The lawsuit was filed last November, and the civil rights community responded quickly to brief the lower court on the constitutionality of Maryland’s law. In an amicus brief, the Prison Policy Initiative and Dēmos, along with the Howard University School of Law Civil Rights Clinic, the ACLU of Maryland, the Maryland and Somerset County Branch NAACP, and the NAACP Legal Defense and Education Fund explained the basis and need for the landmark law. The lower court’s opinion, affirmed today, rejected the allegation that the law was somehow dilutive of minority voting rights, finding that the No Representation Without Population Act was an historic Maryland civil rights victory:

“As the amicus brief … makes clear, the Act was the product of years of work by groups dedicated to advancing the interests of minorities.”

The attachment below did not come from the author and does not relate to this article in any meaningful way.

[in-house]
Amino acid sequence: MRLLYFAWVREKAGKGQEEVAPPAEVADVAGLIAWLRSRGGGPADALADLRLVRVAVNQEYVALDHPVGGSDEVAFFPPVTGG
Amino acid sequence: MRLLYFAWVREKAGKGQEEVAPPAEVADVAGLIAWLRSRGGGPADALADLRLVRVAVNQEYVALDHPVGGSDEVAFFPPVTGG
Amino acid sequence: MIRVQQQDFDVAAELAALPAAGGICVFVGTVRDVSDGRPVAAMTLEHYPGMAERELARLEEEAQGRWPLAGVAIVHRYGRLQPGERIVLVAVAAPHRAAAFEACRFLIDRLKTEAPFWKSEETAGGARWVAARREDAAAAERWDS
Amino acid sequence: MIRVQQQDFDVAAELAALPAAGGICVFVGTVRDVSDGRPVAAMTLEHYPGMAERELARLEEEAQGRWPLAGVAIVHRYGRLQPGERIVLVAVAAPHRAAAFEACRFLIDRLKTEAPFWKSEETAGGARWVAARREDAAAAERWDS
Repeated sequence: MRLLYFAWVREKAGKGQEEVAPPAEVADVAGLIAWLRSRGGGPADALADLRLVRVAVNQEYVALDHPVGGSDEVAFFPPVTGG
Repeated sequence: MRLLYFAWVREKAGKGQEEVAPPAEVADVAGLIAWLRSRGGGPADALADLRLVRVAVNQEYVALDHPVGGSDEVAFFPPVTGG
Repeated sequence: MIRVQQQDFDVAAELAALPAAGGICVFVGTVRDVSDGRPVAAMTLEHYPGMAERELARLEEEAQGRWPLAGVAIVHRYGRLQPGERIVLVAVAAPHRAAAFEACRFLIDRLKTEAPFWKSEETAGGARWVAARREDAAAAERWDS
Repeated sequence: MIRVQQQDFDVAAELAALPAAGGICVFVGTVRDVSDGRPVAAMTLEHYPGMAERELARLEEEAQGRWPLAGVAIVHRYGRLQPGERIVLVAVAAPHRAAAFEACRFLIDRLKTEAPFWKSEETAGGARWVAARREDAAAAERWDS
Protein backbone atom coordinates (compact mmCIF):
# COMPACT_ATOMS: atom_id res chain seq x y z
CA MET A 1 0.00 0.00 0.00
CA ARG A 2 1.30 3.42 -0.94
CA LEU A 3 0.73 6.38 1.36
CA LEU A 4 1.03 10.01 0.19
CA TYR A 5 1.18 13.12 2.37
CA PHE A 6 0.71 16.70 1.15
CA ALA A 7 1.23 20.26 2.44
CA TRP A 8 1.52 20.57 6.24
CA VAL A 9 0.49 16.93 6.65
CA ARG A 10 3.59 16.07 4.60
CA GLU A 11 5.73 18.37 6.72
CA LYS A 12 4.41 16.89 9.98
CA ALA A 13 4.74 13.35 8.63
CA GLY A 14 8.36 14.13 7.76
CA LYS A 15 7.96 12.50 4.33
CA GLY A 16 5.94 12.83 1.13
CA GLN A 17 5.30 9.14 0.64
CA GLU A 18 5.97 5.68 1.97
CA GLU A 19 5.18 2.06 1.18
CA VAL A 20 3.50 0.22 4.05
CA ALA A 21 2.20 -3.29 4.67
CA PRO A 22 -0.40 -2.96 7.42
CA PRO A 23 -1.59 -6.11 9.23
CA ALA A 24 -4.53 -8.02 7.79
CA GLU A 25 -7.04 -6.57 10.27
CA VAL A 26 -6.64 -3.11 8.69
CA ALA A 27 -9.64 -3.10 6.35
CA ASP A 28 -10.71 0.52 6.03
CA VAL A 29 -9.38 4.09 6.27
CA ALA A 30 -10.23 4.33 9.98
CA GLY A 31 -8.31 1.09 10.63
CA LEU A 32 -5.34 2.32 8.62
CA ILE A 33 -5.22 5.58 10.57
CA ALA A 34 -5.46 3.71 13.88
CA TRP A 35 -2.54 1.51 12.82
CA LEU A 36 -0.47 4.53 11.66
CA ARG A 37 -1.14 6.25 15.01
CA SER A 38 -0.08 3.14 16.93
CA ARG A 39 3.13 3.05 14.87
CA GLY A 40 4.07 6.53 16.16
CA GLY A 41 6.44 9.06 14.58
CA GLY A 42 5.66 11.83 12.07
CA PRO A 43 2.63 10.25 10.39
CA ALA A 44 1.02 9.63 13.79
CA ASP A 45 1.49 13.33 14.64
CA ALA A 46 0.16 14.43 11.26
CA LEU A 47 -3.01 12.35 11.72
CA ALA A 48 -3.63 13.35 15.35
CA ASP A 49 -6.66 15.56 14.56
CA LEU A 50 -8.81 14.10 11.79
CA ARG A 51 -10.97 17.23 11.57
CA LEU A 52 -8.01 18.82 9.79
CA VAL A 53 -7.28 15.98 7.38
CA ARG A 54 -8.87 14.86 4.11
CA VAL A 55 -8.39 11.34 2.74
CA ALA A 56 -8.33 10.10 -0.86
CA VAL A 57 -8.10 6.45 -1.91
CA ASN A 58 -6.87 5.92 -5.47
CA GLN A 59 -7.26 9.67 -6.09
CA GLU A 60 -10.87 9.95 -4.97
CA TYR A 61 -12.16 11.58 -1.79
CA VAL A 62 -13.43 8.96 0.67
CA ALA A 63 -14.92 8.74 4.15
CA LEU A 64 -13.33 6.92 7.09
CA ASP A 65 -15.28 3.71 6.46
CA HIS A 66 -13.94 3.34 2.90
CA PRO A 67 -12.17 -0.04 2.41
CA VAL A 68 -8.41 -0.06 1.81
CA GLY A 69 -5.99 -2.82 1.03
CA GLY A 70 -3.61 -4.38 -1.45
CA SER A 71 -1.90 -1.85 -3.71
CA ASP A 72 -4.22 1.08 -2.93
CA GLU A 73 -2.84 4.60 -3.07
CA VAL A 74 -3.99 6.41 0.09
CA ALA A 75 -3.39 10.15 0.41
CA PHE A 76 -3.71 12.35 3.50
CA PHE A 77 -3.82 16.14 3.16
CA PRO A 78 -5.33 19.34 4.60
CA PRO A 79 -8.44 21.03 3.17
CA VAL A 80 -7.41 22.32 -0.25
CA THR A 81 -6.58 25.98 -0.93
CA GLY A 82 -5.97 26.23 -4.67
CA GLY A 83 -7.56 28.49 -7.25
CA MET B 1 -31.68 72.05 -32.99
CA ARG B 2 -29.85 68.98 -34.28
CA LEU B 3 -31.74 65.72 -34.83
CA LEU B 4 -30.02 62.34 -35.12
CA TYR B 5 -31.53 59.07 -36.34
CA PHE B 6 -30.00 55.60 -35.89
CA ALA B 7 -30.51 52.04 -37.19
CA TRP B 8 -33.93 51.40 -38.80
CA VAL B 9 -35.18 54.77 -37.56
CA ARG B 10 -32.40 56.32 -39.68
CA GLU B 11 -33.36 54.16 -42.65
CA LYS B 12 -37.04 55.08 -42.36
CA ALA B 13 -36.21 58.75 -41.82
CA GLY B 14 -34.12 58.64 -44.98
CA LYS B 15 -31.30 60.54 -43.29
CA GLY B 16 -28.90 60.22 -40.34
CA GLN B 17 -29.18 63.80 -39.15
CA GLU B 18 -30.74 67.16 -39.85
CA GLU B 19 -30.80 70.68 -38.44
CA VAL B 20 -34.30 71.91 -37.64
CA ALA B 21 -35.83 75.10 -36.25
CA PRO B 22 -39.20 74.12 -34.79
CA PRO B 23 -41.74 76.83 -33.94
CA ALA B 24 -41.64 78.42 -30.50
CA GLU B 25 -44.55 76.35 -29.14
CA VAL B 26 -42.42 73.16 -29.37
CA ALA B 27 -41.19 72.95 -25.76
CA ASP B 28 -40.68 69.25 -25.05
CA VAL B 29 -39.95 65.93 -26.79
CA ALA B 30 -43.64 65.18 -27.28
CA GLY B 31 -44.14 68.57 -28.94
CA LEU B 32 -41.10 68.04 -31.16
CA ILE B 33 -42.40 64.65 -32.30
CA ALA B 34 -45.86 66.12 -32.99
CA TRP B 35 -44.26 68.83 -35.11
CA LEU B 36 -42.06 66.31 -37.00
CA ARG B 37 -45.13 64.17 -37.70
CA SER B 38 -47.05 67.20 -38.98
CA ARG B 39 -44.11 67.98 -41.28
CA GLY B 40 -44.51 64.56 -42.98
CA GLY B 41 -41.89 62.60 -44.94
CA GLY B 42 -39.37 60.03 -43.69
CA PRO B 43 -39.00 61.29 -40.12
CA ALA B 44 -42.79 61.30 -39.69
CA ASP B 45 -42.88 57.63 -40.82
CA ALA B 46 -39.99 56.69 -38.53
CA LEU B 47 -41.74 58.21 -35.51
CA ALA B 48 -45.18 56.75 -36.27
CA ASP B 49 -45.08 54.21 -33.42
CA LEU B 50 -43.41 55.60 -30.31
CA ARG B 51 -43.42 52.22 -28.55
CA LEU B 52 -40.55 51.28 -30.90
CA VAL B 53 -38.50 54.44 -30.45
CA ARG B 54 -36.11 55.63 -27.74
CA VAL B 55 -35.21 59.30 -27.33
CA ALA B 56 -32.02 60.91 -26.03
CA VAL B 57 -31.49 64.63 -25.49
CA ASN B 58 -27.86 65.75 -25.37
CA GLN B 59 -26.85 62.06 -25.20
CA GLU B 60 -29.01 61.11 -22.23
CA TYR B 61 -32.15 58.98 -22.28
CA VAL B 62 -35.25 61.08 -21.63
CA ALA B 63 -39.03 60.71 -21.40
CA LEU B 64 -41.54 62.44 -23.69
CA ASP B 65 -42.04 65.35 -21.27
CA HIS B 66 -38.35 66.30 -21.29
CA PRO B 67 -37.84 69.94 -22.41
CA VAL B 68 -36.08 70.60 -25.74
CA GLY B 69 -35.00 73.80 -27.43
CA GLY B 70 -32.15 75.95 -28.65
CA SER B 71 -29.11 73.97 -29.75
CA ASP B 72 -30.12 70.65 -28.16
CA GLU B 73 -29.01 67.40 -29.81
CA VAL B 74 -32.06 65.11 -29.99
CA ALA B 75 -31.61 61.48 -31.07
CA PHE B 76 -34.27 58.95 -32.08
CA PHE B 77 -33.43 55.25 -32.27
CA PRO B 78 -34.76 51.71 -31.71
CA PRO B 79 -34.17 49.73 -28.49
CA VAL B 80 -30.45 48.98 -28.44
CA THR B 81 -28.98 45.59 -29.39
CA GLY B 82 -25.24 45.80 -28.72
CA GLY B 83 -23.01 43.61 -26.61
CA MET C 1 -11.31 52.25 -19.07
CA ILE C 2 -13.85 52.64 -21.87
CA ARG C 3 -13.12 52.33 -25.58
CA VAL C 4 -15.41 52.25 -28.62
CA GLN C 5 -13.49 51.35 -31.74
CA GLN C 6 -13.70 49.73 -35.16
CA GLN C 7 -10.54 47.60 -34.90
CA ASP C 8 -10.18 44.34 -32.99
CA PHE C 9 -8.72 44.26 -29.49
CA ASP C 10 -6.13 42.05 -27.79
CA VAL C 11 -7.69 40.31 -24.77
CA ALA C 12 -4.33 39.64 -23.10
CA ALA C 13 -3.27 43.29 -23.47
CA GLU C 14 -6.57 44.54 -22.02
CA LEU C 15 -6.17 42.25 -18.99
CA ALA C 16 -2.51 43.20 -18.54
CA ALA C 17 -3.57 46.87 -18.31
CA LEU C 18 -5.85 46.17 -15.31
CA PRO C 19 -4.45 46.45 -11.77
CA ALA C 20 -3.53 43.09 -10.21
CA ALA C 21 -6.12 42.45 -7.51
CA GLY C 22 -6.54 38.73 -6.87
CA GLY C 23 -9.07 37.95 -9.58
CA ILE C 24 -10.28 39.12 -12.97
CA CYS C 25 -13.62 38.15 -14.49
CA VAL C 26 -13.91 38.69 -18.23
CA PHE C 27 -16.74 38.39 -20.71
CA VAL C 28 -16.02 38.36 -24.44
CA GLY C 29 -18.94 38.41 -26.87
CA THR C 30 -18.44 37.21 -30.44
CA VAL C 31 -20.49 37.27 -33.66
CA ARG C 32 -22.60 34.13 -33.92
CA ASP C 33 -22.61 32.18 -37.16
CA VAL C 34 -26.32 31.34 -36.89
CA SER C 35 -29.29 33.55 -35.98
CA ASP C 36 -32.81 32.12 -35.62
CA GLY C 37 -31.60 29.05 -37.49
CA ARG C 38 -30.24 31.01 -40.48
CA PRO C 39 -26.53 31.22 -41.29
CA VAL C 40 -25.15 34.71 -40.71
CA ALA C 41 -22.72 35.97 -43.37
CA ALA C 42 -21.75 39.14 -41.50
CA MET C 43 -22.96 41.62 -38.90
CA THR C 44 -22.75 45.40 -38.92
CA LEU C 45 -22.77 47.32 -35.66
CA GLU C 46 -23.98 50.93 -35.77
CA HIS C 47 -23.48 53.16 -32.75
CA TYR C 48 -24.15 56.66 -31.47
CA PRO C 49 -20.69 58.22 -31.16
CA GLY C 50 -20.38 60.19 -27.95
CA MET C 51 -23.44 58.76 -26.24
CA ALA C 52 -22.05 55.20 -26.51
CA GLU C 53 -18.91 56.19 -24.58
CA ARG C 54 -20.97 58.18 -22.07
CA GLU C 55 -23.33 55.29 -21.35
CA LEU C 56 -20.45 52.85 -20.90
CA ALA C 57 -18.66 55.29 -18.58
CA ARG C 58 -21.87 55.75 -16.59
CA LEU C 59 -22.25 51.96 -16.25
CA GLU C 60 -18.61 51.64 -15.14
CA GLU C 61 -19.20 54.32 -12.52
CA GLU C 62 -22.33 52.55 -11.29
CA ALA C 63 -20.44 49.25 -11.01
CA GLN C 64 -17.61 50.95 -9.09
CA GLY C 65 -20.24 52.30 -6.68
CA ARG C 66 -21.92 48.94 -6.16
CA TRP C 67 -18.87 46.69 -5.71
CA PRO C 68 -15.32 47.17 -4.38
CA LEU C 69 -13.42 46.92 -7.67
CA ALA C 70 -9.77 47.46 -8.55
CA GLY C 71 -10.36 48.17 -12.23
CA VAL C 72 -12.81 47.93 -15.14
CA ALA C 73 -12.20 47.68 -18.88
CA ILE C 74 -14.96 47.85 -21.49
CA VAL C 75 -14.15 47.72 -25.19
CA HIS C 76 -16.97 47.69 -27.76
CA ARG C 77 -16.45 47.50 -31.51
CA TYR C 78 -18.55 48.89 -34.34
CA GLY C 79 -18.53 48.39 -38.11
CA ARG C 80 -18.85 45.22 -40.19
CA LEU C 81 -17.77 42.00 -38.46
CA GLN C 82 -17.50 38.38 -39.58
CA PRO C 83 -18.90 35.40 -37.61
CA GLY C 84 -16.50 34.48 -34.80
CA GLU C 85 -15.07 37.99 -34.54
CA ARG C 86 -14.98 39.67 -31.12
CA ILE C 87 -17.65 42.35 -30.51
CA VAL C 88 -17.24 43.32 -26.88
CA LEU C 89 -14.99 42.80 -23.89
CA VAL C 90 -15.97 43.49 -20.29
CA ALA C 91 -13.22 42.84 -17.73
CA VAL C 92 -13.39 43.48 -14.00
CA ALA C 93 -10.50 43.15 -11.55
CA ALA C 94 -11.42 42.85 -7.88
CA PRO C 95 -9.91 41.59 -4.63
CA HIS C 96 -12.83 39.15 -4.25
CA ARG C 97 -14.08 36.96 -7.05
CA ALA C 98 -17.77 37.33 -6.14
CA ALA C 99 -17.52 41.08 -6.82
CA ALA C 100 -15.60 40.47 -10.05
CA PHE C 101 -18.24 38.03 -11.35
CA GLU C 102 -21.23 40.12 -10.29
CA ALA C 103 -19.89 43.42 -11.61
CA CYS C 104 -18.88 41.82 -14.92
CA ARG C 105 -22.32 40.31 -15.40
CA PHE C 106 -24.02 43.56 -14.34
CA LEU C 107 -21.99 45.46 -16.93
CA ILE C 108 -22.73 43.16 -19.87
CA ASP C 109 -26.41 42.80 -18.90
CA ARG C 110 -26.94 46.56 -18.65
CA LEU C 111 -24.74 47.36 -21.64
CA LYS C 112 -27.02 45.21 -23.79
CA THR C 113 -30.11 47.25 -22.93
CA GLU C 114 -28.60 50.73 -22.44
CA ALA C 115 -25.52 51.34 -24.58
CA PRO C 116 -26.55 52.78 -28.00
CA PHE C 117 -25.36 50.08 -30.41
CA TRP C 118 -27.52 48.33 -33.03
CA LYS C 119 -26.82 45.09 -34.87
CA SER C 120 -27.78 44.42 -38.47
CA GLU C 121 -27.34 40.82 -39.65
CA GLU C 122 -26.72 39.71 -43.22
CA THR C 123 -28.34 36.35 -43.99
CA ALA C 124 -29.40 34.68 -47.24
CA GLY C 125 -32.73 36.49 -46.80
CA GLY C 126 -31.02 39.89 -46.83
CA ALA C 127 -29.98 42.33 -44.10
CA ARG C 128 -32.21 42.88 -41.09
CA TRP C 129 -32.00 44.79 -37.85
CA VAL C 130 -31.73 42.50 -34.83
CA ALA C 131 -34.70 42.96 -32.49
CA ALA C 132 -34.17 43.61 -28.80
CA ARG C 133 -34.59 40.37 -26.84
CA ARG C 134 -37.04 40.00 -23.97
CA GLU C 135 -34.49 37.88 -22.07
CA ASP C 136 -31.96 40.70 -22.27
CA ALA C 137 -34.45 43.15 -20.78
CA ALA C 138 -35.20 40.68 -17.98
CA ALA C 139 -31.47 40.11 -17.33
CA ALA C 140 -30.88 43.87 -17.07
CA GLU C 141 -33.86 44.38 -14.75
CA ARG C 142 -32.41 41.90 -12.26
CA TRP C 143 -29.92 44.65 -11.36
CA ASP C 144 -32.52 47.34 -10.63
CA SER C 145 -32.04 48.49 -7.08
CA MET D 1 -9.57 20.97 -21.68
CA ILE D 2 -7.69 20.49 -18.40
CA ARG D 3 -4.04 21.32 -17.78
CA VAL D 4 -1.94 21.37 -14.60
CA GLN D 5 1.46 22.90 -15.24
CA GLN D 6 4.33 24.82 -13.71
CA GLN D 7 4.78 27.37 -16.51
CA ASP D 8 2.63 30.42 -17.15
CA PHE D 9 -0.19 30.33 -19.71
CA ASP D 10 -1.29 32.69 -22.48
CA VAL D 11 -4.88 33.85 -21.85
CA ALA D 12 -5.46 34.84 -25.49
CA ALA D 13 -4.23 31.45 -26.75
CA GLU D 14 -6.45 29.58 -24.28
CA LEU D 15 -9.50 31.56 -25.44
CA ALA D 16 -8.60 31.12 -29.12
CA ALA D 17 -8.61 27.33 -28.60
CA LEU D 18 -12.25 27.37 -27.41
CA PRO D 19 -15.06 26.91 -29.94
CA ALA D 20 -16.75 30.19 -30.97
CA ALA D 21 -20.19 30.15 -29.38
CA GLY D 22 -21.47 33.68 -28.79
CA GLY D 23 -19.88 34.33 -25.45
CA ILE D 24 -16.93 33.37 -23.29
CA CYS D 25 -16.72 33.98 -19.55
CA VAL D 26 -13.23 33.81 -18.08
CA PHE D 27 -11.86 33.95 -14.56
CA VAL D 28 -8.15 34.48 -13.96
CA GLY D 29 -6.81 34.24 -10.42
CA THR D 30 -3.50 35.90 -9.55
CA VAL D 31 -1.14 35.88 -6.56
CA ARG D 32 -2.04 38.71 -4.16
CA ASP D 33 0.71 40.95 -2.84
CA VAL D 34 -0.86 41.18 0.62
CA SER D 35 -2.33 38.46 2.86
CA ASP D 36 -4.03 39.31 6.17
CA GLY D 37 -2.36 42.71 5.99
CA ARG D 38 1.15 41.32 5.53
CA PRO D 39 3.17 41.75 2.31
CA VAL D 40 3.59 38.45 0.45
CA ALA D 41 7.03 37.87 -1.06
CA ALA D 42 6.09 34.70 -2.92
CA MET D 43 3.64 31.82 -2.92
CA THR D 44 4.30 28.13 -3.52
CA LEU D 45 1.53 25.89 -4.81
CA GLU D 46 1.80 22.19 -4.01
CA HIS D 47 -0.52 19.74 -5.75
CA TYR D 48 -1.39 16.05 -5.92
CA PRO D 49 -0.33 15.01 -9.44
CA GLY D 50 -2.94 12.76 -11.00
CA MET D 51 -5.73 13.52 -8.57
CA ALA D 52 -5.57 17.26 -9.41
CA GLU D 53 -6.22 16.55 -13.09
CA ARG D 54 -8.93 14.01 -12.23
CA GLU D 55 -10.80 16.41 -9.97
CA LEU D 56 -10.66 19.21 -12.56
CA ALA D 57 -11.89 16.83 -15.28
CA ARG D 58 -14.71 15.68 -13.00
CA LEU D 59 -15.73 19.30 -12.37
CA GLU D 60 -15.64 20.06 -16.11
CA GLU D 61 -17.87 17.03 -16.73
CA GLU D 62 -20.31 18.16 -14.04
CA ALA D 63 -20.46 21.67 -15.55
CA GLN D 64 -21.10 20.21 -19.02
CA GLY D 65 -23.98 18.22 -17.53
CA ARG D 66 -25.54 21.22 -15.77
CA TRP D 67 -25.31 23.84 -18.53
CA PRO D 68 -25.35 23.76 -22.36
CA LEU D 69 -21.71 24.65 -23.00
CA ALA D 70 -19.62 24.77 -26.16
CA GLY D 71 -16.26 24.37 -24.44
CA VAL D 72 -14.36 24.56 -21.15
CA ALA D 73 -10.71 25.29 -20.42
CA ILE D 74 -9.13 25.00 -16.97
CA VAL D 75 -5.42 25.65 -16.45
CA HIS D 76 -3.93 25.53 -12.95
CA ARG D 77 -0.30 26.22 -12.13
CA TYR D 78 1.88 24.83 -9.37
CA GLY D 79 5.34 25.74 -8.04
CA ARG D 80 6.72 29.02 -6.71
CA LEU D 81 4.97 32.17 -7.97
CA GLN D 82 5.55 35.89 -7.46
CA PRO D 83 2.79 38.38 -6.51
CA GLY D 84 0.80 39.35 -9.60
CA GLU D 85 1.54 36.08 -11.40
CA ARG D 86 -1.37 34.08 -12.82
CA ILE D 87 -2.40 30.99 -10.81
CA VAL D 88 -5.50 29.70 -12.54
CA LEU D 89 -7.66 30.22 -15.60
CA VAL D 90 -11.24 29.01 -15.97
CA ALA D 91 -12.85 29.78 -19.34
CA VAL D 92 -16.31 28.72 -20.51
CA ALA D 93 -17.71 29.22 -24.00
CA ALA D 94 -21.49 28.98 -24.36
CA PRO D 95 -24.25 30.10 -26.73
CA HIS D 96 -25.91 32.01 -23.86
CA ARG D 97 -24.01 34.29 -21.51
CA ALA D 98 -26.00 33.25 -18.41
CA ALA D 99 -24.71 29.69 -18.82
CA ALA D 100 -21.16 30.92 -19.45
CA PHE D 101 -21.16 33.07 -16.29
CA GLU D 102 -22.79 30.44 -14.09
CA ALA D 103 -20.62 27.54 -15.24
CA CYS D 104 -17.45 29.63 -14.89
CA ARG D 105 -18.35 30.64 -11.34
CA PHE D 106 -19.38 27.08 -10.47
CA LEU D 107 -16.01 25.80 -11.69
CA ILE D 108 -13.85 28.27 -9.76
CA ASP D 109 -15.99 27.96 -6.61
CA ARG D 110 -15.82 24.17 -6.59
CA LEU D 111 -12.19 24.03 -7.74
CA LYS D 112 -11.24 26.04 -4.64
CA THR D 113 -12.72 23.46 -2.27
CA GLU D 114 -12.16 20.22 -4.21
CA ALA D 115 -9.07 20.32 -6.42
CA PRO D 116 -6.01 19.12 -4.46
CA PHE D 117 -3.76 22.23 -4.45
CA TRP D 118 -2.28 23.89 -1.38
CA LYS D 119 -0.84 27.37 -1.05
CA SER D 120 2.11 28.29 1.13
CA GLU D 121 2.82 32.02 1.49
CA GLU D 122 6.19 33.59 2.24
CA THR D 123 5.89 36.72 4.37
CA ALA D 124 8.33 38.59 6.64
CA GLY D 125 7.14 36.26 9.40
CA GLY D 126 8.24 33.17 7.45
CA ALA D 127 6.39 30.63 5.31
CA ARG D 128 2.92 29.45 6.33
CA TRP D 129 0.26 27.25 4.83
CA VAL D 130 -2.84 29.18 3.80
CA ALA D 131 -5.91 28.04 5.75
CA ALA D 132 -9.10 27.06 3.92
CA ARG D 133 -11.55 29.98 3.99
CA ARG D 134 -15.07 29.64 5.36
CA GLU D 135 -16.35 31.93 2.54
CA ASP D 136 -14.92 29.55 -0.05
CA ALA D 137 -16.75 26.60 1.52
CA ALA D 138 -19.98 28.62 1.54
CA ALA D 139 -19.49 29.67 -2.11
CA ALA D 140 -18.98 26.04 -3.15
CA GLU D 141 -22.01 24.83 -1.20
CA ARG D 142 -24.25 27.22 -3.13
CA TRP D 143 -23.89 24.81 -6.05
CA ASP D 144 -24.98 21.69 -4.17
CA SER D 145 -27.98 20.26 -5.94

Brenda Wright, Vice President for Legal Strategies at Dēmos, hailed today’s ruling in Fletcher v. Lamone: “The Supreme Court’s ruling is a huge victory for the national campaign to end prison-based gerrymandering. This decision sets an important precedent that will encourage other states to reform their redistricting laws and end the distortion in fair representation caused by treating incarcerated persons as residents of prisons.”

Today’s decision in Fletcher v. Lamone constitutes the most significant court ruling to date on the factual and legal justification for states to reallocate incarcerated persons to their home residences for purposes of redistricting. The ruling upheld today noted that “the Act is intended to ‘correct for the distortional effects of the Census Bureau’s practice of counting prisoners as residents of their place of incarceration.’” It further noted that